Killer whales severely damaged a sailing boat off the coast of southern Spain, the local maritime rescue service has said, adding to dozens of attacks by orcas on vessels recorded so far this year off Spanish and Portuguese coasts.
The incident follows at least 20 interactions this month alone in the Strait of Gibraltar between small vessels and killer whales, according to the Atlantic Orca Working Group-GTOA, which tracks populations of the Iberian orca subspecies.
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In the early hours of Thursday morning, a group of orcas broke the rudder and pierced the hull after ramming into the Mustique as it sailed to Gibraltar, prompting the sailing boat’s crew of four to contact Spanish authorities for help, a spokesman for the maritime rescue service said.
The rescue service deployed a rapid-response vessel and a helicopter carrying a bilge pump to assist the 20-metre (66 feet) vessel, which was sailing under the United Kingdom’s flag, the spokesman said.
The Mustique was towed to the port of Barbate, in the Spanish province of Cadiz, for repairs.
The incident follows at least 20 interactions this month alone in the Strait of Gibraltar between small vessels and the highly social apex predators. In 2022, there were 207 reported interactions, GTOA data showed.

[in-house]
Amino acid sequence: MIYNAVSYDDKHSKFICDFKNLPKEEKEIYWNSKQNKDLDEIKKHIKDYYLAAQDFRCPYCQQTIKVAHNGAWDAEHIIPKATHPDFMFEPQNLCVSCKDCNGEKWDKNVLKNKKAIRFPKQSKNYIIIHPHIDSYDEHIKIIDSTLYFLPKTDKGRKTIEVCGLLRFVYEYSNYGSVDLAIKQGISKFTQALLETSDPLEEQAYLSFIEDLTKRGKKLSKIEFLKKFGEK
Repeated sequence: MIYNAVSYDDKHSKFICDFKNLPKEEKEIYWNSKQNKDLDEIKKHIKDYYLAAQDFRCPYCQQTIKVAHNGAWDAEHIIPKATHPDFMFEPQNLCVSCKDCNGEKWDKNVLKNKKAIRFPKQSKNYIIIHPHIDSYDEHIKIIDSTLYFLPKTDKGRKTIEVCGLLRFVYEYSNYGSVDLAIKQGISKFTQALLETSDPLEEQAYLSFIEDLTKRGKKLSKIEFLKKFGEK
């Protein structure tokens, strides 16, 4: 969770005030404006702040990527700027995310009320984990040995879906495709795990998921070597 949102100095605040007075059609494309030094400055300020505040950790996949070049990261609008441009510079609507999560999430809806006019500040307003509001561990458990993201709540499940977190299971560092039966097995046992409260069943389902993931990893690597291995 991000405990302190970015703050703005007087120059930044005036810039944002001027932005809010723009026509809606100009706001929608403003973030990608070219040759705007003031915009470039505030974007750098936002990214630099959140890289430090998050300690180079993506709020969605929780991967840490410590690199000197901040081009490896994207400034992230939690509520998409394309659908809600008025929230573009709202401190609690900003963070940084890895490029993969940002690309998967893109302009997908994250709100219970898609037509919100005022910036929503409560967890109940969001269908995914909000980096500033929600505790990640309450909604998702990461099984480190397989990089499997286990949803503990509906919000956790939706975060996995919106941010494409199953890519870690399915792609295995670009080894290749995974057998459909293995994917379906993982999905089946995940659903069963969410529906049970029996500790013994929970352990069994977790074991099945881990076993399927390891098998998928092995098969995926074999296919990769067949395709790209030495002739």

Yesterday two ships interacted, one north of Tanger, towed, and the other south of Barbate. But at this moment a third ship is entering the area and seems to be having difficulties. Consult maps and traffic lights in the app (GT Orcas) and on the web https://t.co/GUq8icOtkX
— Orca Ibérica GTOA (@Orca_Iberica) May 24, 2023
Although known as killer whales, endangered orcas are part of the dolphin family. They can measure up to 8 metres (26 ft) and weigh up to six tonnes as adults.
Earlier this month, the sailing yacht Alboran Champagne suffered a similar impact from three orcas half a nautical mile (less than 1km) off Barbate. The ship could not be towed as it was completely flooded and was left adrift to sink.
A study published in 2021 on orca interactions with vessels in the Strait of Gibraltar said that several orcas began showing disruptive behaviour towards boats in 2020 – most were sailing vessels but also involved fishing boats and motorboats.
“The animals bumped, pushed and turned the boats,” the report stated, noting that 14 individual orcas, most of them juveniles, had been identified engaging in such behaviour.
“The behaviour of orcas when interacting with boats is not identified as aggressive,” the report states.
“We are not yet certain what the origin of these interactions is, but it is still suspected that it could be a curious and playful behaviour, which could be self-induced, or on the other hand it could be a behaviour induced by an aversive incident and therefore a precautionary behaviour,” the report states.
Guidelines issued by the Spanish Transport Ministry stipulate that whenever ships observe any alteration in the behaviour of orcas – such as sudden changes of direction or speed – they should leave the area as soon as possible and avoid further disturbance to the animals during the manoeuvres.
Every interaction between a ship and an orca must be reported to authorities, the ministry added.